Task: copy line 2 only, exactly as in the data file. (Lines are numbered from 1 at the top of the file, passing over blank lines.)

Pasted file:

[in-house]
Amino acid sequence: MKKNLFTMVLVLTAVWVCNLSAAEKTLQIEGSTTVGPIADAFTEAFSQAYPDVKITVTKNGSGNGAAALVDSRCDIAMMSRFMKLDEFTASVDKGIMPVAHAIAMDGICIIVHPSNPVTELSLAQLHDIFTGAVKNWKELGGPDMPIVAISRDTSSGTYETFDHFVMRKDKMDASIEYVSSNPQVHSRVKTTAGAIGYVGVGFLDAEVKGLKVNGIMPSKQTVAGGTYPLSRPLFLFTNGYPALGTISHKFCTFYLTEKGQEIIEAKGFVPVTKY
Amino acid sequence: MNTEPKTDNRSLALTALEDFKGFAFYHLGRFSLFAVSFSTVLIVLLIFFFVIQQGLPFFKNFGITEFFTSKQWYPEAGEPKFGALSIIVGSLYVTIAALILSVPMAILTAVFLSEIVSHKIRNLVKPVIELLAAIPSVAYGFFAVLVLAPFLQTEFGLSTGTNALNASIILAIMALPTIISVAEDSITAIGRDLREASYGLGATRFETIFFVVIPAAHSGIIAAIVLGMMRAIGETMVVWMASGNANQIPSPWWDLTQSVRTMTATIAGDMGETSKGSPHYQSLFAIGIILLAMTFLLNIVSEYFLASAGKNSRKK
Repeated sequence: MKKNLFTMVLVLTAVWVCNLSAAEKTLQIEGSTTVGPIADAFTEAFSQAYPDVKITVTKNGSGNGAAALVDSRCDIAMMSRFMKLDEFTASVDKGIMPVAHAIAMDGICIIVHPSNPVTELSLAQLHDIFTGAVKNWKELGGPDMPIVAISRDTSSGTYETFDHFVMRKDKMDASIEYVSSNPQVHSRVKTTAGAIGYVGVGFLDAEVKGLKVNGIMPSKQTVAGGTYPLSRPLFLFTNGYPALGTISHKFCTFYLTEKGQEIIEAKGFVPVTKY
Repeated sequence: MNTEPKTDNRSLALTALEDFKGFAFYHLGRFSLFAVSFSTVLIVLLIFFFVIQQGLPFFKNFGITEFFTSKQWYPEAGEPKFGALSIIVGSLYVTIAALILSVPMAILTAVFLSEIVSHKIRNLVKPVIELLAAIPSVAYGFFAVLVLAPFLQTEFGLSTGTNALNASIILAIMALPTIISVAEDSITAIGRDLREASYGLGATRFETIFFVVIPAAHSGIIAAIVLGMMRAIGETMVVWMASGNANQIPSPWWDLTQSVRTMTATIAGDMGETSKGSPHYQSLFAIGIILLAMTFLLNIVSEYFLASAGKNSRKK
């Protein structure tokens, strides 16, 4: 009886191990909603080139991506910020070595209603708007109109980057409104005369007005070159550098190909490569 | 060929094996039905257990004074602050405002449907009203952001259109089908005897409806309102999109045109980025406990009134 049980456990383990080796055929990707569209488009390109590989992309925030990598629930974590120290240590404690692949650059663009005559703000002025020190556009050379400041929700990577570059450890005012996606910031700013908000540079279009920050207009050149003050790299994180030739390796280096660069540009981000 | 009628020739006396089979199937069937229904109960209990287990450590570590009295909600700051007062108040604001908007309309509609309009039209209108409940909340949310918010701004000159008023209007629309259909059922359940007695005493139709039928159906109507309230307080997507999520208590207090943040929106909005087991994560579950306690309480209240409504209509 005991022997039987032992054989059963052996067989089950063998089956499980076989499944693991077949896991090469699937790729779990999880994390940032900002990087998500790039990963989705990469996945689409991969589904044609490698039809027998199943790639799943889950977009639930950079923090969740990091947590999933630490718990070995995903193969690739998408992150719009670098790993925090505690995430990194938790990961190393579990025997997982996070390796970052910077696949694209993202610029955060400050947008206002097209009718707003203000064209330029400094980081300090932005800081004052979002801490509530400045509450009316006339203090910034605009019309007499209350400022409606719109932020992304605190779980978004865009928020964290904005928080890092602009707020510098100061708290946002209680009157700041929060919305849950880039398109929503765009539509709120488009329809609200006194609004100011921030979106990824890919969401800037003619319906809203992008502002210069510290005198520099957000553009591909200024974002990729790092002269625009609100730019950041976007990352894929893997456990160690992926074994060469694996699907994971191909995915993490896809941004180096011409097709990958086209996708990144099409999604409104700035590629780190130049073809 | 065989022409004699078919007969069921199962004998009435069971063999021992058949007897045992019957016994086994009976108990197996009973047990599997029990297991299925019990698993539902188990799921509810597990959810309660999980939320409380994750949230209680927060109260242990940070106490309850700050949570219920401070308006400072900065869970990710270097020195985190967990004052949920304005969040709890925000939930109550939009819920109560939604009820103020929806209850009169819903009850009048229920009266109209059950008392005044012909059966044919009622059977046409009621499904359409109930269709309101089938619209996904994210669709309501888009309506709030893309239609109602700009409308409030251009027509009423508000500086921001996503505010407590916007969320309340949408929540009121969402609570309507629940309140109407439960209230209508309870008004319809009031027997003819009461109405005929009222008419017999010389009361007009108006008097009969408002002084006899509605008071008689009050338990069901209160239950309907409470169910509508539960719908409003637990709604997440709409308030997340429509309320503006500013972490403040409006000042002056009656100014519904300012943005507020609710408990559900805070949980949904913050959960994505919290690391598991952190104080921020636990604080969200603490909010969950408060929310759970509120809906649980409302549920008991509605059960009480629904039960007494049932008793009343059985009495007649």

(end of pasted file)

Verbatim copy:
Amino acid sequence: MKKNLFTMVLVLTAVWVCNLSAAEKTLQIEGSTTVGPIADAFTEAFSQAYPDVKITVTKNGSGNGAAALVDSRCDIAMMSRFMKLDEFTASVDKGIMPVAHAIAMDGICIIVHPSNPVTELSLAQLHDIFTGAVKNWKELGGPDMPIVAISRDTSSGTYETFDHFVMRKDKMDASIEYVSSNPQVHSRVKTTAGAIGYVGVGFLDAEVKGLKVNGIMPSKQTVAGGTYPLSRPLFLFTNGYPALGTISHKFCTFYLTEKGQEIIEAKGFVPVTKY